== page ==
Explore The Style And Substance Of Antique Shoes At The New-York Historical Society

Walk This Way: Footwear from the Stuart Weitzman Collection of Historic Shoes On view April 20 – October 8, 2018

This spring, a new exhibition at the New-York Historical Society explores how shoes have transcended their utilitarian purpose to become representations of culture—coveted as objects of desire, designed with artistic consideration, and expressing complicated meanings of femininity, power, and aspiration for women and men alike. On view April 20 through October 8, 2018, in the Joyce B. Cowin Women’s History Gallery at the Center for Women’s History, Walk This Way: Footwear from the Stuart Weitzman Collection of Historic Shoes highlights 100 pairs of shoes from the iconic designer’s extensive private collection, assembled over three decades with his wife Jane Gershon Weitzman.

1 boudoir shoes - 1867 - no 101

Boudoir shoes, 1867. Paris, France Silk, embroidery, metallic thread. Stuart Weitzman Collection, no. 101. Photo credit: Glenn Castellano, New-York Historical Society. These shoes were created especially for the Paris Universal Exposition of 1867. The soles are stamped with the exhibition seal. During the age of European imperial expansion, Western consumers clamored for “exotic” textiles, such as the Turkish gilt-thread embroidery seen on these shoes.

Walk This Way will surprise and delight visitors with its unexpected lens on women’s history through Stuart Weitzman’s unparalleled historic footwear collection,” says Dr. Louise Mirrer, president and CEO of the New-York Historical Society. “Shoes on view range from designs to be worn in the privacy of a woman’s home, shoes that American suffragists wore as they marched through city streets, ‘sexy’ heels that reflected changing norms of female aesthetics, and professional shoes suitable for the increasing numbers of women in the workforce. We are thrilled to be able to offer the public this unique opportunity to explore the private collection of a collector extraordinaire who is also America’s top shoe designer.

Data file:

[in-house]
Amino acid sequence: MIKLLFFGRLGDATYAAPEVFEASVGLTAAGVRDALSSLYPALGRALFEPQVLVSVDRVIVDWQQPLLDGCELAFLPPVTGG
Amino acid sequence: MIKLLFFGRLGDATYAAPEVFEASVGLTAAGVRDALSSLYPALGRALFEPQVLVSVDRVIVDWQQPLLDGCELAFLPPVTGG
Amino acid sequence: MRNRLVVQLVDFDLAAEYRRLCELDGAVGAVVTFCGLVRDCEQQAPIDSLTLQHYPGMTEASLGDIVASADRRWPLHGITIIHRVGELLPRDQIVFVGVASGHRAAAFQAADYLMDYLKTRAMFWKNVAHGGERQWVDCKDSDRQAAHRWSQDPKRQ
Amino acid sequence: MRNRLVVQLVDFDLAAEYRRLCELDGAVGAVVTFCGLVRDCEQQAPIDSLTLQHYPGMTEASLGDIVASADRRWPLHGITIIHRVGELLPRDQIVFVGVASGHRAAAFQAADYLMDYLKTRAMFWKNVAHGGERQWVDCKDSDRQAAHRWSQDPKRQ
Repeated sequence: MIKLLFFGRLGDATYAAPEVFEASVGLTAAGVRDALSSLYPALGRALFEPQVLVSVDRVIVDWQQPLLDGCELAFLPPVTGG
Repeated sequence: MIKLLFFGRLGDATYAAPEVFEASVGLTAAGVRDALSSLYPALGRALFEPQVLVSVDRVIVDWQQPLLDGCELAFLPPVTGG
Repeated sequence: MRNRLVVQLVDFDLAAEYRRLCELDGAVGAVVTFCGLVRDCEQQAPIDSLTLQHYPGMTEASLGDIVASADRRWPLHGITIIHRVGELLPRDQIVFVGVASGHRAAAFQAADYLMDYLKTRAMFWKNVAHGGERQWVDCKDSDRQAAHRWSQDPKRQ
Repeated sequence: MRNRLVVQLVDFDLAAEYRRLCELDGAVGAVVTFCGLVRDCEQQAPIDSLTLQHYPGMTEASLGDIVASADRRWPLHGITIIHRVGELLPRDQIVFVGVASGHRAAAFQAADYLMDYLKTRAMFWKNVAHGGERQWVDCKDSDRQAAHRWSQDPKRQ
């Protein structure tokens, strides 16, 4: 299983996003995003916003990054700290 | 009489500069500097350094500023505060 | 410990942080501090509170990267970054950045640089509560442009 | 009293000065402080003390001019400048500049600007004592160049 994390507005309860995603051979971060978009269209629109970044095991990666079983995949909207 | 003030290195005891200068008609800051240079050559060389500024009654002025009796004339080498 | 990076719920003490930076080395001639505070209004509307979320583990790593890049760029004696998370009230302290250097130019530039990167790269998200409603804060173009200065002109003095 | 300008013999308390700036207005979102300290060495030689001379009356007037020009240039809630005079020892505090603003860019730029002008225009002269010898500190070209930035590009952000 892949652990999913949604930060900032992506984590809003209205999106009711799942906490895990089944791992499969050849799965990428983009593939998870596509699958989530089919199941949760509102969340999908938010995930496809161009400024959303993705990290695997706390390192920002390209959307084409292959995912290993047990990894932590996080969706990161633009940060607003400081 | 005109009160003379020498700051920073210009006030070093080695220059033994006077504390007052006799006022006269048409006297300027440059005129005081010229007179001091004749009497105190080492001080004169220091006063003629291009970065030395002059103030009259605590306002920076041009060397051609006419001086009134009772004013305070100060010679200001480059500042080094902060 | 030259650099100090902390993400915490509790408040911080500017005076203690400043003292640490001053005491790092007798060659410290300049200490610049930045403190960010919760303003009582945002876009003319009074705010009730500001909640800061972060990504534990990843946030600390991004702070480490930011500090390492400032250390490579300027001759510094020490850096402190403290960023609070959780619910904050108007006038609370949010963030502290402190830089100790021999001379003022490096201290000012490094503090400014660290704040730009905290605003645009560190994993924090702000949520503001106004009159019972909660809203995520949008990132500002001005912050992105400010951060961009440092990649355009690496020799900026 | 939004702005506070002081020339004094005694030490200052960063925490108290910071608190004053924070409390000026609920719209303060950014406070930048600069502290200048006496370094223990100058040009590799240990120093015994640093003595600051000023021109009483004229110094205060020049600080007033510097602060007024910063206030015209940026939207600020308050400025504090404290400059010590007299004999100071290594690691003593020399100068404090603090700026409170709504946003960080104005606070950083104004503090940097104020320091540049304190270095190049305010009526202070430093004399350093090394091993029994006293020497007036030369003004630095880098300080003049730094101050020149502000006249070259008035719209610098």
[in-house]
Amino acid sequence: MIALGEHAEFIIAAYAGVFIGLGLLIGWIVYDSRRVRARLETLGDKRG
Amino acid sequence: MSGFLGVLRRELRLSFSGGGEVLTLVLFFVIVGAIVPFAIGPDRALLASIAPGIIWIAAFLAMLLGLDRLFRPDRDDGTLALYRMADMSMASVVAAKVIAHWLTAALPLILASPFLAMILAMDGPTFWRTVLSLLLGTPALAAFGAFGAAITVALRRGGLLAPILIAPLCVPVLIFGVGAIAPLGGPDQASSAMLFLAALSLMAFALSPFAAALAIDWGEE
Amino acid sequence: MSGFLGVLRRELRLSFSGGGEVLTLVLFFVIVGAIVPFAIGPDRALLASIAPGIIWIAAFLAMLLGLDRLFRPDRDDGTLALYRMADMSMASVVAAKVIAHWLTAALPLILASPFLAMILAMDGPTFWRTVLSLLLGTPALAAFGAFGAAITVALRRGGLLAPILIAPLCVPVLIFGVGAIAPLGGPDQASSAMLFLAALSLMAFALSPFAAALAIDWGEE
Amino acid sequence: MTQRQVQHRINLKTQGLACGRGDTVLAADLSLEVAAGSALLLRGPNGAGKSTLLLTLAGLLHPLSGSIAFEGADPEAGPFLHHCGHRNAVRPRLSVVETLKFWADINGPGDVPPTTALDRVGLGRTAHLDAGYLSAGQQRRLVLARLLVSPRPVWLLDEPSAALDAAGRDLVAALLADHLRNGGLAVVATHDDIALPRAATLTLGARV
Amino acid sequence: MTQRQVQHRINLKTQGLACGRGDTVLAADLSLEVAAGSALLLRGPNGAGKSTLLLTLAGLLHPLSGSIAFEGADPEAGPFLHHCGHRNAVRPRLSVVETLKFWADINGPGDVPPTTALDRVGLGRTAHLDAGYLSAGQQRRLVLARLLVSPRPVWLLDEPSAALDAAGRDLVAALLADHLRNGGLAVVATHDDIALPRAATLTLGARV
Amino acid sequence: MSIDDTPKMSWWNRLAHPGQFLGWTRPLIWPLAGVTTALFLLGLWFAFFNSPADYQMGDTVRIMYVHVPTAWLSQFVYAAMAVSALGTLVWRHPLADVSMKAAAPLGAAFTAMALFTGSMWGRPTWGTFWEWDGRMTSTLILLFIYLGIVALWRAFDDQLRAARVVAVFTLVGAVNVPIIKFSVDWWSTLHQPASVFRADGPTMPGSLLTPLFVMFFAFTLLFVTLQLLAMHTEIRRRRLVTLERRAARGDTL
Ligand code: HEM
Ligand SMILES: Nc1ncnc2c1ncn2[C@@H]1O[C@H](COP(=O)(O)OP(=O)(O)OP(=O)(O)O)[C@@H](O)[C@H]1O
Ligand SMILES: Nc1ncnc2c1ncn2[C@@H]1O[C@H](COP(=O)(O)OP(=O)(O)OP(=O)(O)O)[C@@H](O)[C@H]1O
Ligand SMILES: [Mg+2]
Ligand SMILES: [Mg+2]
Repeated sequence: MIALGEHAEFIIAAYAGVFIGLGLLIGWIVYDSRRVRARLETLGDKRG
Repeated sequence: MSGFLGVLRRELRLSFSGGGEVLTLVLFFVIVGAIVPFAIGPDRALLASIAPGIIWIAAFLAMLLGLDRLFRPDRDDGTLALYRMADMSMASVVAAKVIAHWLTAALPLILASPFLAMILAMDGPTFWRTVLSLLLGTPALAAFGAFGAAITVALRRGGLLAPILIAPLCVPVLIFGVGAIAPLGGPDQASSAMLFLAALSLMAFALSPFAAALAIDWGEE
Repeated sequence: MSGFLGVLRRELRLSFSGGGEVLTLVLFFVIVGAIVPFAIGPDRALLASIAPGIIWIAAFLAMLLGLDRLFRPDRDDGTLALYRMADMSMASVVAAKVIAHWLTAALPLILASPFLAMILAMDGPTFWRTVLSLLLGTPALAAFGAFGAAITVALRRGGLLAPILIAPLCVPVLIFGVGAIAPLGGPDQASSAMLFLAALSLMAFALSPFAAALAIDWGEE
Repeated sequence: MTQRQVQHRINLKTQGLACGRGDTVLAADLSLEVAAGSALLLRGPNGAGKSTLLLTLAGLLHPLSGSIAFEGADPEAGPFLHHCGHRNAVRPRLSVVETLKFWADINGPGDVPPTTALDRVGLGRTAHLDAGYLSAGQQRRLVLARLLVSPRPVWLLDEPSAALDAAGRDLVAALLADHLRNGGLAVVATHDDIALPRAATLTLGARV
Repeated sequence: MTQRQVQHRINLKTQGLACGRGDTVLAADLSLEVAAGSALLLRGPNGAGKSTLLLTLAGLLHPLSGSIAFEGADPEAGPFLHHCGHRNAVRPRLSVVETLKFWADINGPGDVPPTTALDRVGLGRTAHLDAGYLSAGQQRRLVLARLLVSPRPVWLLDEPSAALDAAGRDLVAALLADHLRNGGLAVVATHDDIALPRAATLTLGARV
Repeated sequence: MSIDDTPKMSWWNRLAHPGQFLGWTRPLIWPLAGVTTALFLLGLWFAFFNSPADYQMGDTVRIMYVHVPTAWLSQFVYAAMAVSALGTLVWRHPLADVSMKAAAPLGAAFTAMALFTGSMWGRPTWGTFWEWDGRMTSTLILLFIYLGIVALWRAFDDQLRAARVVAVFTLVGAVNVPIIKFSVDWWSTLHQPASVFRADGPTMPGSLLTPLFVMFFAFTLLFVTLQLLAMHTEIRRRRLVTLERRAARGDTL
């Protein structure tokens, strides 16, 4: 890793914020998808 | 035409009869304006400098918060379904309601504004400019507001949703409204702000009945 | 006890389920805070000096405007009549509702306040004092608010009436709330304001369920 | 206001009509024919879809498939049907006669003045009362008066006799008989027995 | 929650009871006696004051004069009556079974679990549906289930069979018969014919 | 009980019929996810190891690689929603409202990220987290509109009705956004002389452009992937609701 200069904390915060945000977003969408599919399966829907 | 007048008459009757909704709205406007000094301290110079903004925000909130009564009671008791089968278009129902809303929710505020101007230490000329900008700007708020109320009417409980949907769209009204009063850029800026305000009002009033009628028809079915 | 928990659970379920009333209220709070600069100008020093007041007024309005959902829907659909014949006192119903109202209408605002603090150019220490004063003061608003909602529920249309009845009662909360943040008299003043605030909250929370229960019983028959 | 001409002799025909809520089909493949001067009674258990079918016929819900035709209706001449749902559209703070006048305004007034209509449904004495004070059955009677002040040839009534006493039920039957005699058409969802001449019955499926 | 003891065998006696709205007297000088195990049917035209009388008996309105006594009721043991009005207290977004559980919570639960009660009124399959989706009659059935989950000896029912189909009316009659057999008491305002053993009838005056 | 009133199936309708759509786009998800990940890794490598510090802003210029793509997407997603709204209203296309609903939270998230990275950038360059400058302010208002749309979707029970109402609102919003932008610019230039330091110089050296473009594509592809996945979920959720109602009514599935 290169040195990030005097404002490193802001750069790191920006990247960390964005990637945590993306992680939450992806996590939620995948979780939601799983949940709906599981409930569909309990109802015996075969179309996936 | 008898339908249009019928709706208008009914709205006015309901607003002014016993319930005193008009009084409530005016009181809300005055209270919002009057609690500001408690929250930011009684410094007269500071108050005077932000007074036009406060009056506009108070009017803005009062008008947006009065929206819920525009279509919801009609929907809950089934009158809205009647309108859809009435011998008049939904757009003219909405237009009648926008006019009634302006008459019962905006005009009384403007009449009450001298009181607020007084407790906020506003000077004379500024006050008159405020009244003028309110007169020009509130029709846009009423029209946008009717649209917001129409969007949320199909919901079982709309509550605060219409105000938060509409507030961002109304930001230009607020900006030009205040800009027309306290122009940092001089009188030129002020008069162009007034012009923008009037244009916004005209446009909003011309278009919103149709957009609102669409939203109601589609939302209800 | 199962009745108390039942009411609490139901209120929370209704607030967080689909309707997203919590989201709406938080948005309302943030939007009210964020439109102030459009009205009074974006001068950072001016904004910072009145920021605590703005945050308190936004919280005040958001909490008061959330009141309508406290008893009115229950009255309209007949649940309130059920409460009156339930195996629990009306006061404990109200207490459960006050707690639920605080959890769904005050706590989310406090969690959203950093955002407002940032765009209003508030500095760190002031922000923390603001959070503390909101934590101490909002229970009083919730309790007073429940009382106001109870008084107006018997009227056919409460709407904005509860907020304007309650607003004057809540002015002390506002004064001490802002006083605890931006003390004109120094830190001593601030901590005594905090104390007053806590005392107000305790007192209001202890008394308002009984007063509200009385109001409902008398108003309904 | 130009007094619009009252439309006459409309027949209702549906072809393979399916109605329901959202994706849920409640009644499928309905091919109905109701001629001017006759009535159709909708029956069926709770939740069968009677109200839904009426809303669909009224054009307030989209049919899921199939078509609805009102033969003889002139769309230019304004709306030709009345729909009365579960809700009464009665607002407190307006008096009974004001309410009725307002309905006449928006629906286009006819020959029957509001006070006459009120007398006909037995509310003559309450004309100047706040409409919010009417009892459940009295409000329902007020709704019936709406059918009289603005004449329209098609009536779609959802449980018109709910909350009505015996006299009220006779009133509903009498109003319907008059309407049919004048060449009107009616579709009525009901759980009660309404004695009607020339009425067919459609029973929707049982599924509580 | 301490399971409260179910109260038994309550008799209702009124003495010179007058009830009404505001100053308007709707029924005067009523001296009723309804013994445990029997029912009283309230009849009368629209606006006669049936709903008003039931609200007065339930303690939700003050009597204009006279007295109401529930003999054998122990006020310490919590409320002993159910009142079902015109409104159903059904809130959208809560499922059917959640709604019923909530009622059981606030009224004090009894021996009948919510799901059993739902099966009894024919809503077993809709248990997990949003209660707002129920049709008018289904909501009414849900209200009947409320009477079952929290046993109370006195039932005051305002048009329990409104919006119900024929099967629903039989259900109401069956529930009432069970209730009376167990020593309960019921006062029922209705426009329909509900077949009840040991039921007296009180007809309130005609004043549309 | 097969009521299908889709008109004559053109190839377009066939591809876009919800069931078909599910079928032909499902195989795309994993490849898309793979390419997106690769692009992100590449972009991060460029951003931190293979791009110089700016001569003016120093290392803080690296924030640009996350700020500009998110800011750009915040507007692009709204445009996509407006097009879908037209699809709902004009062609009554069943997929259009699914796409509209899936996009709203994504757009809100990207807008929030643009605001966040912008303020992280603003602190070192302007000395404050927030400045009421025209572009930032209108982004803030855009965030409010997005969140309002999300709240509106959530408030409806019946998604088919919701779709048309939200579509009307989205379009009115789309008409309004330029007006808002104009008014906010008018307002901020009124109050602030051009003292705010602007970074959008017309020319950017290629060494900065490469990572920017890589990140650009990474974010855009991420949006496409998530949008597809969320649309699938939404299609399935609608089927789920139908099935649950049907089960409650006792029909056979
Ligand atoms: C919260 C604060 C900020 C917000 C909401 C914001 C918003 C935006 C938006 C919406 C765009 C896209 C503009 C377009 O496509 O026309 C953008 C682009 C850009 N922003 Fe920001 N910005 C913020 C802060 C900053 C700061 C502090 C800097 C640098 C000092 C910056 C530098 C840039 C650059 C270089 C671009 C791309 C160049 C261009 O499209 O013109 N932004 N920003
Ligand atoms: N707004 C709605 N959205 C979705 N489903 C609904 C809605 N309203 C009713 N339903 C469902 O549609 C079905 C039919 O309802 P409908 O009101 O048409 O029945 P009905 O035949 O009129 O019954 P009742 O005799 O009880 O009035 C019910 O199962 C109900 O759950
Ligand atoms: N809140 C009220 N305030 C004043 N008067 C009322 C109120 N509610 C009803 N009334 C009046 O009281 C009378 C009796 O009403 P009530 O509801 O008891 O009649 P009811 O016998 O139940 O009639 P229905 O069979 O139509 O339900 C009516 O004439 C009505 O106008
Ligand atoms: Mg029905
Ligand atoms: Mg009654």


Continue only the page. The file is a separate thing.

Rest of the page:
2 buttoned boots - 1870s - no 179

Buttoned boots, 1870s, Leather, Stuart Weitzman Collection, no. 179, Photo credit: Glenn Castellano, New-York Historical Society. One of the first American industries to embrace large-scale mechanization, the footwear industry soon grew into one of America’s largest: by 1850, shoemaking was America’s second-largest industry, following only agriculture.

3 lace-up boots - 1900 - no 59

Lace-up boots, ca. 1900, Silk and silk brocade, Stuart Weitzman Collection, no. 59 Photo credit: Glenn Castellano, New-York Historical Society. The late 1800s saw the introduction of machines capable of mimicking even the most intricate hand shoe-making processes, and producing high-quality shoes. By 1900, nearly every American shoe was made in a mechanized factory. One-third of the workers in these factories were women, at a time when women made up less than 20% of the total industrial workforce.

The exhibition considers the story of the shoe from the perspectives of collection, consumption, presentation, and production. It explores larger trends in American economic history, from industrialization to the rise of consumer culture, with a focus on women’s contributions as producers, consumers, designers, and entrepreneurs. Continue reading